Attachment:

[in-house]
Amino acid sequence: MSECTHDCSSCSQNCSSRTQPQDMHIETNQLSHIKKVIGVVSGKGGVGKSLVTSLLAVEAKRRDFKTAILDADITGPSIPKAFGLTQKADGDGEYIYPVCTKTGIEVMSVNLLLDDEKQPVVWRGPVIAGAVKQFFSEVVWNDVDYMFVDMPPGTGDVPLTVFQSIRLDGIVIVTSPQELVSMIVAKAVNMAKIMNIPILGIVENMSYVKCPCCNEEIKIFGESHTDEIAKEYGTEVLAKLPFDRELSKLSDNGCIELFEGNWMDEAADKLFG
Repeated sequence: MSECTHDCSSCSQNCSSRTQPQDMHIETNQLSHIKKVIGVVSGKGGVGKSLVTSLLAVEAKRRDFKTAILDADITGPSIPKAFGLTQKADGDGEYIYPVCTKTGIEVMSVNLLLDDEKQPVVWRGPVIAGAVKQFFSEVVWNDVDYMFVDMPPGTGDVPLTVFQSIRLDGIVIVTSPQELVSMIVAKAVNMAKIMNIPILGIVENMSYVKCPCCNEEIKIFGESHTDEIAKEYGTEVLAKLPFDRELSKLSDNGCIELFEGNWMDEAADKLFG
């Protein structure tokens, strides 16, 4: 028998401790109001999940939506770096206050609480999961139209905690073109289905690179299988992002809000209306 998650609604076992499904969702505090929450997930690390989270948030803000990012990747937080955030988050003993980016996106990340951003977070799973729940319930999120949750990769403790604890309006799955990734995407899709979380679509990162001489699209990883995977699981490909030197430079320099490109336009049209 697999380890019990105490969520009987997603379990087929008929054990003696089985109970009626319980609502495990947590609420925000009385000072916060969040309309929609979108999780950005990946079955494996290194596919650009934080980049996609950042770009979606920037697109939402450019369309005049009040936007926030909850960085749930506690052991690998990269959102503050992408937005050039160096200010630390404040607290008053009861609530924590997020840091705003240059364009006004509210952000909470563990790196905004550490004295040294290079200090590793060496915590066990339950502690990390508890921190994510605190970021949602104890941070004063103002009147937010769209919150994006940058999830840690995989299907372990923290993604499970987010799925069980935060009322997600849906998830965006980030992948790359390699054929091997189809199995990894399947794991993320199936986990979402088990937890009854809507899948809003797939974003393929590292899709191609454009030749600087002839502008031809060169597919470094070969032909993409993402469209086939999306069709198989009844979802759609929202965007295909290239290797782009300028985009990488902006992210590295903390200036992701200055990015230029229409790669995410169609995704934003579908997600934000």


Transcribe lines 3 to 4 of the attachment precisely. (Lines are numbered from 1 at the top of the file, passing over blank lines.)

Repeated sequence: MSECTHDCSSCSQNCSSRTQPQDMHIETNQLSHIKKVIGVVSGKGGVGKSLVTSLLAVEAKRRDFKTAILDADITGPSIPKAFGLTQKADGDGEYIYPVCTKTGIEVMSVNLLLDDEKQPVVWRGPVIAGAVKQFFSEVVWNDVDYMFVDMPPGTGDVPLTVFQSIRLDGIVIVTSPQELVSMIVAKAVNMAKIMNIPILGIVENMSYVKCPCCNEEIKIFGESHTDEIAKEYGTEVLAKLPFDRELSKLSDNGCIELFEGNWMDEAADKLFG
């Protein structure tokens, strides 16, 4: 028998401790109001999940939506770096206050609480999961139209905690073109289905690179299988992002809000209306 998650609604076992499904969702505090929450997930690390989270948030803000990012990747937080955030988050003993980016996106990340951003977070799973729940319930999120949750990769403790604890309006799955990734995407899709979380679509990162001489699209990883995977699981490909030197430079320099490109336009049209 697999380890019990105490969520009987997603379990087929008929054990003696089985109970009626319980609502495990947590609420925000009385000072916060969040309309929609979108999780950005990946079955494996290194596919650009934080980049996609950042770009979606920037697109939402450019369309005049009040936007926030909850960085749930506690052991690998990269959102503050992408937005050039160096200010630390404040607290008053009861609530924590997020840091705003240059364009006004509210952000909470563990790196905004550490004295040294290079200090590793060496915590066990339950502690990390508890921190994510605190970021949602104890941070004063103002009147937010769209919150994006940058999830840690995989299907372990923290993604499970987010799925069980935060009322997600849906998830965006980030992948790359390699054929091997189809199995990894399947794991993320199936986990979402088990937890009854809507899948809003797939974003393929590292899709191609454009030749600087002839502008031809060169597919470094070969032909993409993402469209086939999306069709198989009844979802759609929202965007295909290239290797782009300028985009990488902006992210590295903390200036992701200055990015230029229409790669995410169609995704934003579908997600934000």